Real Estate Investor

Today TaxMama hears from Mark in Columbus, Ohio, who has this scenario: “A taxpayer buys 3 homes in a year. None are personal residences. The first is rented. The second is sold for a profit. The third is on the market “for sale”. The taxpayer is interested in continuing to buy and sell and rent residential homes. However, this is not the taxpayers primary business activity. The primary activity is “store owner” not related at all to real estate. How would you report income from the sale of the home? Schedule D as investment income? Schedule C as ordinary income?”


Well Mark,

I’m not sure at what point you start becoming a dealer of real estate. But it probably starts at something like 10 properties a year. At that point, yes, you’ll end up reporting the transactions on Schedule, and paying the self-employment taxes on the profits. Until then….

If any of the homes was personal residence which was rented until a buyer could be found, it can be reported on Schedule D, and you might be able to take advantage of the personal residence exclusion.

Otherwise, if it was strictly rental property, report the sale on Form 4797 – with the depreciation and other costs taken into account.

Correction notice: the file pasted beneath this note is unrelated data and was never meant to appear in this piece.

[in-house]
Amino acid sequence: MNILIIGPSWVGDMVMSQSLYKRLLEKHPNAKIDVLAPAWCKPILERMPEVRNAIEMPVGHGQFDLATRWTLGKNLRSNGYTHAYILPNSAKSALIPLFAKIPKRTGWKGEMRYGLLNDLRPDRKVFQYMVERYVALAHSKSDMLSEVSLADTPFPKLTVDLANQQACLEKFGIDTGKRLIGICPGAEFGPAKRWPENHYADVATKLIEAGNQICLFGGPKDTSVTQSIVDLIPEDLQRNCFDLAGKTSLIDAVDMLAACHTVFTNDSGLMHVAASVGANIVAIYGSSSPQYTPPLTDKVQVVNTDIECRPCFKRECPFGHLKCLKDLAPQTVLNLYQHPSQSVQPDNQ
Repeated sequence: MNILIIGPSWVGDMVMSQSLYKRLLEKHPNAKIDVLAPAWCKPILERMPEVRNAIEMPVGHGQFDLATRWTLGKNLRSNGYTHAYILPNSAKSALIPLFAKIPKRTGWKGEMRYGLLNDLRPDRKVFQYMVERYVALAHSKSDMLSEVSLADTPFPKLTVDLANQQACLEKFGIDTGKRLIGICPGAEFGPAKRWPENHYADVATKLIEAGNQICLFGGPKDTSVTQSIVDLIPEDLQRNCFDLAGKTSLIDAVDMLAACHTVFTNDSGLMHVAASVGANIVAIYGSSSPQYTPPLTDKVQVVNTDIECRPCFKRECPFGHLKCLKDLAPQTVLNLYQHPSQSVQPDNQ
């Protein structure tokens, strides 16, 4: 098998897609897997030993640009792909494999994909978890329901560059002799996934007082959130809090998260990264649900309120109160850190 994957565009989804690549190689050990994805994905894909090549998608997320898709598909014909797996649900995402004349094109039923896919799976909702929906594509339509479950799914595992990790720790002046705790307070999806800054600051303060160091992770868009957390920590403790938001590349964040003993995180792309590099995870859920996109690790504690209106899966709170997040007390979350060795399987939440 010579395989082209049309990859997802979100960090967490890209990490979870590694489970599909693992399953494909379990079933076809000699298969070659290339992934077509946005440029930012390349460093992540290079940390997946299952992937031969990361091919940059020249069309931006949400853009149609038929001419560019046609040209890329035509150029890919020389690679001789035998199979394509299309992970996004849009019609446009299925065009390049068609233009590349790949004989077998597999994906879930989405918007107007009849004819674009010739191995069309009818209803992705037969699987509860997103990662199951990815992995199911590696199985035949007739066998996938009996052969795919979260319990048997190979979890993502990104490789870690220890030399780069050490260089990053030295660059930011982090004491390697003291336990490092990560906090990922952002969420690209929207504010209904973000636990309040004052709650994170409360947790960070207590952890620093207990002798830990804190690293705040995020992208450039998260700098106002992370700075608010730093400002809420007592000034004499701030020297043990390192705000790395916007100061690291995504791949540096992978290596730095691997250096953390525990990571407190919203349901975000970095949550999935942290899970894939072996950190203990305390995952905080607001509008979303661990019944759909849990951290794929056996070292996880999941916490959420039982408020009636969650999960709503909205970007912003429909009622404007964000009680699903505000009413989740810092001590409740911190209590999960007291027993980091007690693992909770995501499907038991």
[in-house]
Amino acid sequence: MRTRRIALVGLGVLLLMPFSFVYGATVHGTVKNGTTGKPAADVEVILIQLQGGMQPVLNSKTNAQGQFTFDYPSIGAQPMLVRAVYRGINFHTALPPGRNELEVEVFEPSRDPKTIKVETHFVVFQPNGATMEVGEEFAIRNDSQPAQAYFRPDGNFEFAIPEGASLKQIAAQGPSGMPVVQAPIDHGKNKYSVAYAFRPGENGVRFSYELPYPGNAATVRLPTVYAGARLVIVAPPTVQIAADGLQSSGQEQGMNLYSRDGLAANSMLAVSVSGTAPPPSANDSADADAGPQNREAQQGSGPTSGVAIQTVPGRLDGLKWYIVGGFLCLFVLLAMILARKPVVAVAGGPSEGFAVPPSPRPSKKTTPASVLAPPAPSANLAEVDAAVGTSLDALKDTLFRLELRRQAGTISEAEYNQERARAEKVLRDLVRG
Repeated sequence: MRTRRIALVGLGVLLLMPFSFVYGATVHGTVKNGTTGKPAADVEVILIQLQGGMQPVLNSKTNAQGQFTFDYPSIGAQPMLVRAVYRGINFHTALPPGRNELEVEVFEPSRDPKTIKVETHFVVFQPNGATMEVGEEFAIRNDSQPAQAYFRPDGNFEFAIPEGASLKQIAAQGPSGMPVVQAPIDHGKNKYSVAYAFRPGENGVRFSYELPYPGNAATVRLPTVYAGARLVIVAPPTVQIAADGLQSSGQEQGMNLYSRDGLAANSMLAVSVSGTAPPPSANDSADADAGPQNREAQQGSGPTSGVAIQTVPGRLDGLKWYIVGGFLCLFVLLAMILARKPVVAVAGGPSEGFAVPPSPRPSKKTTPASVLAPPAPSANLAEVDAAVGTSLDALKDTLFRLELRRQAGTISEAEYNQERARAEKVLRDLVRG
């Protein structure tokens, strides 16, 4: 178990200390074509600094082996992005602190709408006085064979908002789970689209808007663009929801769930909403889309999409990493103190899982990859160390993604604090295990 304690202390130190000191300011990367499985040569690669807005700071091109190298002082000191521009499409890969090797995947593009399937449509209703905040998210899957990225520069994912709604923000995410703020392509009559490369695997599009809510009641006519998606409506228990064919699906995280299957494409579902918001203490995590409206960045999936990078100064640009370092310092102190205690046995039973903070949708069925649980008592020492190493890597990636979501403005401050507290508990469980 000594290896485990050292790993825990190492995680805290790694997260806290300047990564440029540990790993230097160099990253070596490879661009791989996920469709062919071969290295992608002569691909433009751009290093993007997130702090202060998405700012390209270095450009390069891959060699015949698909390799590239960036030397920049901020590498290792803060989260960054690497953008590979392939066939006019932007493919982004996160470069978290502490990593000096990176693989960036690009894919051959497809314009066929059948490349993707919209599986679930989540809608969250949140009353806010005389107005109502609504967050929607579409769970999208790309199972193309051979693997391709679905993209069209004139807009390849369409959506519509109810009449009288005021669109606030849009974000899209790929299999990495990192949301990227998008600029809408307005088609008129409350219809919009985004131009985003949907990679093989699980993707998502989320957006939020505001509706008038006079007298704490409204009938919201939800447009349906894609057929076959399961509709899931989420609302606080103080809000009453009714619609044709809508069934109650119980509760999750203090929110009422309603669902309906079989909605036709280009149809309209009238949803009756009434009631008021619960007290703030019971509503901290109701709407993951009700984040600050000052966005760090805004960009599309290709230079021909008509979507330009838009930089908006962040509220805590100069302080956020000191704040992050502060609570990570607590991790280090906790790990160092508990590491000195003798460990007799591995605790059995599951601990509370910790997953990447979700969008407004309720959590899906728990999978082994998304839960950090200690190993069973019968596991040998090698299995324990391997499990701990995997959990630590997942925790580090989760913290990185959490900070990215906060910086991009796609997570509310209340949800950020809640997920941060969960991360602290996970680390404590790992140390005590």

http://www.irs.gov/pub/irs-pdf/f4797.pdf

Real estate held strictly for investment – to buy, fix up and flip, would get reported on Schedule D. After all, it is investment property – regardless of whether it’s held short-term or long term. .
http://www.irs.gov/pub/irs-pdf/f1040sd.pdf

Of course, the best way to invest in individual houses, like you’re describing is buy it as a residence. Live in it for two years, fixing it up while you’re there. Then selling it and sheltering $250,000 of the profits from taxes altogether. (or $500,000, if you’re married or have a partner living with you.)

Naturally, if you’ve got the money to play with all this property, you also have the money to work closely with your own TaxPro. You’d be doing yourself a great disservice if you don’t.

And remember, you’ll find answers to lots of real estate and other tax information, free. Where? At TaxMama.com

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